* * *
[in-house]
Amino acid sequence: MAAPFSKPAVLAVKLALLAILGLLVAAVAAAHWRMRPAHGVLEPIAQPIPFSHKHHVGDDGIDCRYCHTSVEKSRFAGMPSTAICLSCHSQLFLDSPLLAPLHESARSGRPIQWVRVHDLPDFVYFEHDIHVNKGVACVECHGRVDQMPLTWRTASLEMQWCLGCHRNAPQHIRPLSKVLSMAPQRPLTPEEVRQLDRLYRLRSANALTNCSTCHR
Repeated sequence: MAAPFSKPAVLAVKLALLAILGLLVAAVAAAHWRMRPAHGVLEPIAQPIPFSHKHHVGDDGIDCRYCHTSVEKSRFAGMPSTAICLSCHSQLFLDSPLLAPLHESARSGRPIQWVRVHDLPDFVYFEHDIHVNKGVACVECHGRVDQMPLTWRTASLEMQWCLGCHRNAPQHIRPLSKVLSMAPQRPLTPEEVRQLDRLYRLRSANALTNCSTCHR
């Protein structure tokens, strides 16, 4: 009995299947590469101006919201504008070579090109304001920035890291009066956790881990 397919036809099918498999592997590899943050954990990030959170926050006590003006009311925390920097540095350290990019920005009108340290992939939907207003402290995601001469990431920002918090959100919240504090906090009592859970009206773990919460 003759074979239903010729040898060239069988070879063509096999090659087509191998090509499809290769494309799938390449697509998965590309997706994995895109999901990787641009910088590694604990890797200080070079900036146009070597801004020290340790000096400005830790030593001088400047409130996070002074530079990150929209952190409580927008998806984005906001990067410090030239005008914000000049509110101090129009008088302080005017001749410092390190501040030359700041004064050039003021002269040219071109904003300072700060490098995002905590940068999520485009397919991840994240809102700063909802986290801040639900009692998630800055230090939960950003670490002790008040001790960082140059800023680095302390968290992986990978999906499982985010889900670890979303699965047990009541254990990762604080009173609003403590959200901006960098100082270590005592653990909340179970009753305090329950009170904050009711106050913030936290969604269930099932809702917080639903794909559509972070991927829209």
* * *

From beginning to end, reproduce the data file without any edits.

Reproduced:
[in-house]
Amino acid sequence: MAAPFSKPAVLAVKLALLAILGLLVAAVAAAHWRMRPAHGVLEPIAQPIPFSHKHHVGDDGIDCRYCHTSVEKSRFAGMPSTAICLSCHSQLFLDSPLLAPLHESARSGRPIQWVRVHDLPDFVYFEHDIHVNKGVACVECHGRVDQMPLTWRTASLEMQWCLGCHRNAPQHIRPLSKVLSMAPQRPLTPEEVRQLDRLYRLRSANALTNCSTCHR
Repeated sequence: MAAPFSKPAVLAVKLALLAILGLLVAAVAAAHWRMRPAHGVLEPIAQPIPFSHKHHVGDDGIDCRYCHTSVEKSRFAGMPSTAICLSCHSQLFLDSPLLAPLHESARSGRPIQWVRVHDLPDFVYFEHDIHVNKGVACVECHGRVDQMPLTWRTASLEMQWCLGCHRNAPQHIRPLSKVLSMAPQRPLTPEEVRQLDRLYRLRSANALTNCSTCHR
């Protein structure tokens, strides 16, 4: 009995299947590469101006919201504008070579090109304001920035890291009066956790881990 397919036809099918498999592997590899943050954990990030959170926050006590003006009311925390920097540095350290990019920005009108340290992939939907207003402290995601001469990431920002918090959100919240504090906090009592859970009206773990919460 003759074979239903010729040898060239069988070879063509096999090659087509191998090509499809290769494309799938390449697509998965590309997706994995895109999901990787641009910088590694604990890797200080070079900036146009070597801004020290340790000096400005830790030593001088400047409130996070002074530079990150929209952190409580927008998806984005906001990067410090030239005008914000000049509110101090129009008088302080005017001749410092390190501040030359700041004064050039003021002269040219071109904003300072700060490098995002905590940068999520485009397919991840994240809102700063909802986290801040639900009692998630800055230090939960950003670490002790008040001790960082140059800023680095302390968290992986990978999906499982985010889900670890979303699965047990009541254990990762604080009173609003403590959200901006960098100082270590005592653990909340179970009753305090329950009170904050009711106050913030936290969604269930099932809702917080639903794909559509972070991927829209």